In the investment context, contracts can be formed between an investor and an advisor in writing, orally or can even be implied from the circumstances. The written documentation prepared by an advisor and signed by the investor constitutes a written contract that contains certain implied terms and conditions—i.e. an implied condition of good faith and fair dealings. However, an oral contract can also be formed between an advisor and the investor—“I will always put your interests first,” “I will not invest in high risk stocks,” “You will only be invested in [Fortune 500 companies] [domestic companies],” etc. These representations may form the basis of a contract, and when they are not honored, the broker may be liable for violating his or her promises. This would be a breach of contract.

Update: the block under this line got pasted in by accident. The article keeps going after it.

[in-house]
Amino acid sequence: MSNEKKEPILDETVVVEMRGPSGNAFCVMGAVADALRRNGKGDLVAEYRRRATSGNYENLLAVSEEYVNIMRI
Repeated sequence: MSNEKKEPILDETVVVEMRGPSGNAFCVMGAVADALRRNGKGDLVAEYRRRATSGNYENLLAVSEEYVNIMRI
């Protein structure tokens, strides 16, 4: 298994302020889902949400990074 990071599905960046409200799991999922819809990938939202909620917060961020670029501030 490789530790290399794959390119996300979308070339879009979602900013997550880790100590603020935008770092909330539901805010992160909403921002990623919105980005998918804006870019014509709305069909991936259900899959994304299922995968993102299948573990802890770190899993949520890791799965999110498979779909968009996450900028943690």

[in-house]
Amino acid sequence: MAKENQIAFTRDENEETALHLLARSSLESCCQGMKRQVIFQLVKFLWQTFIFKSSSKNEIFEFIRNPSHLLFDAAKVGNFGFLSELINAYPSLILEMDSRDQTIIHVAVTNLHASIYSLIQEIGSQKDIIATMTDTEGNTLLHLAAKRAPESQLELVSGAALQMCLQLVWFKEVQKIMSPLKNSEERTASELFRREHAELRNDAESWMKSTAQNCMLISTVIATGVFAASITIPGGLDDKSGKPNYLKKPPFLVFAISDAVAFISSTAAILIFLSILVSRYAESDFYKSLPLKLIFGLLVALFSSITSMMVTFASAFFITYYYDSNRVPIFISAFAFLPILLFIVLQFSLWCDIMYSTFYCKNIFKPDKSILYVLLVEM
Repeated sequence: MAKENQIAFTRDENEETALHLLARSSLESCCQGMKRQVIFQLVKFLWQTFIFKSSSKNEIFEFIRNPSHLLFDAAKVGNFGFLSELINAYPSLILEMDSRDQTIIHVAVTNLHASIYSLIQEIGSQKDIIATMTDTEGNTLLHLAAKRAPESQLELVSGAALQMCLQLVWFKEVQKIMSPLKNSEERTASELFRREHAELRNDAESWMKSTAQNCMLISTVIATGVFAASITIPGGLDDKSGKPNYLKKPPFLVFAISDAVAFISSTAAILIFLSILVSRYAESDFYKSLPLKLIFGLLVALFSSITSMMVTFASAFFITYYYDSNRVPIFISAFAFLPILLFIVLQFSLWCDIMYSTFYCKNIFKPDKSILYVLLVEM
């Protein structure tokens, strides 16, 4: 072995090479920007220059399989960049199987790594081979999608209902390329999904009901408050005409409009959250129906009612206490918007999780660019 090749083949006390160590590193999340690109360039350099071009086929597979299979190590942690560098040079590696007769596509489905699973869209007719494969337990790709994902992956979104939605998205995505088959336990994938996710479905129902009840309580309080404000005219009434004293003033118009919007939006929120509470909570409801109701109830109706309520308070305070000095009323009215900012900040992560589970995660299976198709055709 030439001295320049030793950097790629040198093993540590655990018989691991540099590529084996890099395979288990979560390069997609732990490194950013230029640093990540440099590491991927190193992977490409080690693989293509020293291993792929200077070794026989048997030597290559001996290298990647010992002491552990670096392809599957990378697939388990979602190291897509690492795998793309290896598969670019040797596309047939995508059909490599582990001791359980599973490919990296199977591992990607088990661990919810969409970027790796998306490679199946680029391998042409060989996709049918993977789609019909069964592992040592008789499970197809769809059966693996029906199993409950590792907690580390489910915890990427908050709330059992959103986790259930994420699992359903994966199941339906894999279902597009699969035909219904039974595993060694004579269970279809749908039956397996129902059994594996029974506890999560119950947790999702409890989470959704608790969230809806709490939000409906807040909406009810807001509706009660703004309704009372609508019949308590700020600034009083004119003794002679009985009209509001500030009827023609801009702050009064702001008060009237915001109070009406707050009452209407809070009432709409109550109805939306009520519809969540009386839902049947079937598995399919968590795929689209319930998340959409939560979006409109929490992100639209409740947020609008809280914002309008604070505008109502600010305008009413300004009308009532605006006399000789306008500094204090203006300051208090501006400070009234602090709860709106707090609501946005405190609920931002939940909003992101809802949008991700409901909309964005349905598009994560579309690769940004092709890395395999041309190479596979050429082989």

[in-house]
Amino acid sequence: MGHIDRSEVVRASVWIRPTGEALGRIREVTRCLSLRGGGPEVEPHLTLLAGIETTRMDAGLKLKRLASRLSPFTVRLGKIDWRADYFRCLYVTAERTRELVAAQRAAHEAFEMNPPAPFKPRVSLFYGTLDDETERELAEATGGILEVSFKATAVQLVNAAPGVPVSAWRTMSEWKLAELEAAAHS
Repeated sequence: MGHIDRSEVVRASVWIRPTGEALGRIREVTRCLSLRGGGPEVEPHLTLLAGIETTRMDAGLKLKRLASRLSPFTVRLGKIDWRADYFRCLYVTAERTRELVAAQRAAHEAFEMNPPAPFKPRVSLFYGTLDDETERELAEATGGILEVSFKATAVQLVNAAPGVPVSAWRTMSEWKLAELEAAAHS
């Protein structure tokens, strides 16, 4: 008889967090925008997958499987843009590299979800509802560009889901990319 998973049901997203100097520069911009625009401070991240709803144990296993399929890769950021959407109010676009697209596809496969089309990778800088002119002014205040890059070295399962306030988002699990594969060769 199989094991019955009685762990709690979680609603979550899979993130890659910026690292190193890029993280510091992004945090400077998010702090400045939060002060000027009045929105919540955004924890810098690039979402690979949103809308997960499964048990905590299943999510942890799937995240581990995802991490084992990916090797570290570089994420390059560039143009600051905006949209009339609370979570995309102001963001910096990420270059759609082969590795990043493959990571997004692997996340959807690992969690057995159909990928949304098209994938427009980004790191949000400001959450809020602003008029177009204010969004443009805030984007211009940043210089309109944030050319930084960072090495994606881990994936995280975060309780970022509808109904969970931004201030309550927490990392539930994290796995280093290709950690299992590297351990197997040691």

Breaches of contract, especially oral contracts, may be difficult to prove; however, this does not mean that they do not exist or that they are less important than a written contract. A valid oral or implied contract is just as enforceable as a written contract. If you discover that your investment advisor is not investing your funds as previously agreed or that he acted in a manner not consistent with what you understood the relationship to be, the advisor may have breached an oral or implied contract. You should seek competent legal advice immediately.